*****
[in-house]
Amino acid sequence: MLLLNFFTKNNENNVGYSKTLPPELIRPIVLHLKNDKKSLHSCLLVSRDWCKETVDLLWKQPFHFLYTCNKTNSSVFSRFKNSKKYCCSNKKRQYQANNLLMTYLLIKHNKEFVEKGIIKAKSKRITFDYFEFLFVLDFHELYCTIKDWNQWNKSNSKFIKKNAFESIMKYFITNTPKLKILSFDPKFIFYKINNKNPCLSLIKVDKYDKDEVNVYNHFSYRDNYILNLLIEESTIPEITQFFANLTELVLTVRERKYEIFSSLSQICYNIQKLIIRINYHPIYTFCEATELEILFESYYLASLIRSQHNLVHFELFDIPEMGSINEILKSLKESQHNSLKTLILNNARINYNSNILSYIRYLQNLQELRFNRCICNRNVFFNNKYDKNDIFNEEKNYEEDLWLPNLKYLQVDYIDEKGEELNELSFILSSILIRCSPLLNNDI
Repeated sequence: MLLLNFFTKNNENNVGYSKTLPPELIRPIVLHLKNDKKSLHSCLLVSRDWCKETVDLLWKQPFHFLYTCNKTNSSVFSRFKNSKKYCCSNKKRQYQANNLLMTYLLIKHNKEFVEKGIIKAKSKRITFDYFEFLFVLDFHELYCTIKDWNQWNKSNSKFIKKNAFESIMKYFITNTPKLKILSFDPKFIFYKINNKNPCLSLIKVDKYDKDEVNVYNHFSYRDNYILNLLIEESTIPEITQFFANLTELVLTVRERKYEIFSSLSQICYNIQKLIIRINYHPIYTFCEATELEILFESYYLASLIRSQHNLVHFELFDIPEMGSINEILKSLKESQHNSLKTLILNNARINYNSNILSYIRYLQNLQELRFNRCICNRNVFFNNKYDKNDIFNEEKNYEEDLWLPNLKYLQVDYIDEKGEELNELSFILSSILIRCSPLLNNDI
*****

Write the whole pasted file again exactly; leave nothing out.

[in-house]
Amino acid sequence: MLLLNFFTKNNENNVGYSKTLPPELIRPIVLHLKNDKKSLHSCLLVSRDWCKETVDLLWKQPFHFLYTCNKTNSSVFSRFKNSKKYCCSNKKRQYQANNLLMTYLLIKHNKEFVEKGIIKAKSKRITFDYFEFLFVLDFHELYCTIKDWNQWNKSNSKFIKKNAFESIMKYFITNTPKLKILSFDPKFIFYKINNKNPCLSLIKVDKYDKDEVNVYNHFSYRDNYILNLLIEESTIPEITQFFANLTELVLTVRERKYEIFSSLSQICYNIQKLIIRINYHPIYTFCEATELEILFESYYLASLIRSQHNLVHFELFDIPEMGSINEILKSLKESQHNSLKTLILNNARINYNSNILSYIRYLQNLQELRFNRCICNRNVFFNNKYDKNDIFNEEKNYEEDLWLPNLKYLQVDYIDEKGEELNELSFILSSILIRCSPLLNNDI
Repeated sequence: MLLLNFFTKNNENNVGYSKTLPPELIRPIVLHLKNDKKSLHSCLLVSRDWCKETVDLLWKQPFHFLYTCNKTNSSVFSRFKNSKKYCCSNKKRQYQANNLLMTYLLIKHNKEFVEKGIIKAKSKRITFDYFEFLFVLDFHELYCTIKDWNQWNKSNSKFIKKNAFESIMKYFITNTPKLKILSFDPKFIFYKINNKNPCLSLIKVDKYDKDEVNVYNHFSYRDNYILNLLIEESTIPEITQFFANLTELVLTVRERKYEIFSSLSQICYNIQKLIIRINYHPIYTFCEATELEILFESYYLASLIRSQHNLVHFELFDIPEMGSINEILKSLKESQHNSLKTLILNNARINYNSNILSYIRYLQNLQELRFNRCICNRNVFFNNKYDKNDIFNEEKNYEEDLWLPNLKYLQVDYIDEKGEELNELSFILSSILIRCSPLLNNDI